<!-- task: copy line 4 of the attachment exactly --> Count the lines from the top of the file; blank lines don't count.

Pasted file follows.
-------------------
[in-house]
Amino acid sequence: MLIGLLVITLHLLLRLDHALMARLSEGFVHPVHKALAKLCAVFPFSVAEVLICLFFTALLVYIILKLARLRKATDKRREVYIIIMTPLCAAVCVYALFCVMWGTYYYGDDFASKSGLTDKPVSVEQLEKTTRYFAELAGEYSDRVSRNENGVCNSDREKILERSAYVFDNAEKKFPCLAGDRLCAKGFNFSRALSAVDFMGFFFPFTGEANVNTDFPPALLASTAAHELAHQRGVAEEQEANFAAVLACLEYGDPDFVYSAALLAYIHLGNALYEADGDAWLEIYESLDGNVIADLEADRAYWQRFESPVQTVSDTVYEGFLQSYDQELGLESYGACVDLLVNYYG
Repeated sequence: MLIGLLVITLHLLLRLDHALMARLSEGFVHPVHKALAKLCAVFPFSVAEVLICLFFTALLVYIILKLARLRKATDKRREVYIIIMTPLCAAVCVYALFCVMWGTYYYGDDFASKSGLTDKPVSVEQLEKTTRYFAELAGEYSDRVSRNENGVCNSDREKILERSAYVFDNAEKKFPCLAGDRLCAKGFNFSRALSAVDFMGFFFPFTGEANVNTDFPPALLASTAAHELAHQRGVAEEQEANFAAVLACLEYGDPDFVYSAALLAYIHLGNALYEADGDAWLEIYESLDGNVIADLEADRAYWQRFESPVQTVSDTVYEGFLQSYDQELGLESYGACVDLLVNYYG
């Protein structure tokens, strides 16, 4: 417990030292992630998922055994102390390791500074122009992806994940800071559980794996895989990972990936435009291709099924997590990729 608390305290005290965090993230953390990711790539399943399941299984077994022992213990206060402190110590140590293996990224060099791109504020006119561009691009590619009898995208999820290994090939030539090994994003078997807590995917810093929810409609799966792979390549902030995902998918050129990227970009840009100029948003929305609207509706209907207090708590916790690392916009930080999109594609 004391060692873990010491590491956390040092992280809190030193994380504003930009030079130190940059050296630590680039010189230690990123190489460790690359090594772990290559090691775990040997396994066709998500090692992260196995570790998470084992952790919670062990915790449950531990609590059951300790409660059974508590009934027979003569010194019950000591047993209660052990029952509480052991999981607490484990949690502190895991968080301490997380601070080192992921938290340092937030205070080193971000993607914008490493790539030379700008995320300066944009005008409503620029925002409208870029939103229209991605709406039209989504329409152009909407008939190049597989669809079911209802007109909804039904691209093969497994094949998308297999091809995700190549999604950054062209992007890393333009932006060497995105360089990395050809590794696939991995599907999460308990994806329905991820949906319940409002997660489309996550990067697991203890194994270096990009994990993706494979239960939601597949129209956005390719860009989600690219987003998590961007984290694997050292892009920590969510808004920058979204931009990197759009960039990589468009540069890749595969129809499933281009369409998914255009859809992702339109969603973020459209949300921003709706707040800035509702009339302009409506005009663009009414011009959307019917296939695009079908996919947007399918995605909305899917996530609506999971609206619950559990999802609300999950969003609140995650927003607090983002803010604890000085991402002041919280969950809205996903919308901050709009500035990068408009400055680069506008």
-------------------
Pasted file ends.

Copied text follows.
């Protein structure tokens, strides 16, 4: 417990030292992630998922055994102390390791500074122009992806994940800071559980794996895989990972990936435009291709099924997590990729 608390305290005290965090993230953390990711790539399943399941299984077994022992213990206060402190110590140590293996990224060099791109504020006119561009691009590619009898995208999820290994090939030539090994994003078997807590995917810093929810409609799966792979390549902030995902998918050129990227970009840009100029948003929305609207509706209907207090708590916790690392916009930080999109594609 004391060692873990010491590491956390040092992280809190030193994380504003930009030079130190940059050296630590680039010189230690990123190489460790690359090594772990290559090691775990040997396994066709998500090692992260196995570790998470084992952790919670062990915790449950531990609590059951300790409660059974508590009934027979003569010194019950000591047993209660052990029952509480052991999981607490484990949690502190895991968080301490997380601070080192992921938290340092937030205070080193971000993607914008490493790539030379700008995320300066944009005008409503620029925002409208870029939103229209991605709406039209989504329409152009909407008939190049597989669809079911209802007109909804039904691209093969497994094949998308297999091809995700190549999604950054062209992007890393333009932006060497995105360089990395050809590794696939991995599907999460308990994806329905991820949906319940409002997660489309996550990067697991203890194994270096990009994990993706494979239960939601597949129209956005390719860009989600690219987003998590961007984290694997050292892009920590969510808004920058979204931009990197759009960039990589468009540069890749595969129809499933281009369409998914255009859809992702339109969603973020459209949300921003709706707040800035509702009339302009409506005009663009009414011009959307019917296939695009079908996919947007399918995605909305899917996530609506999971609206619950559990999802609300999950969003609140995650927003607090983002803010604890000085991402002041919280969950809205996903919308901050709009500035990068408009400055680069506008």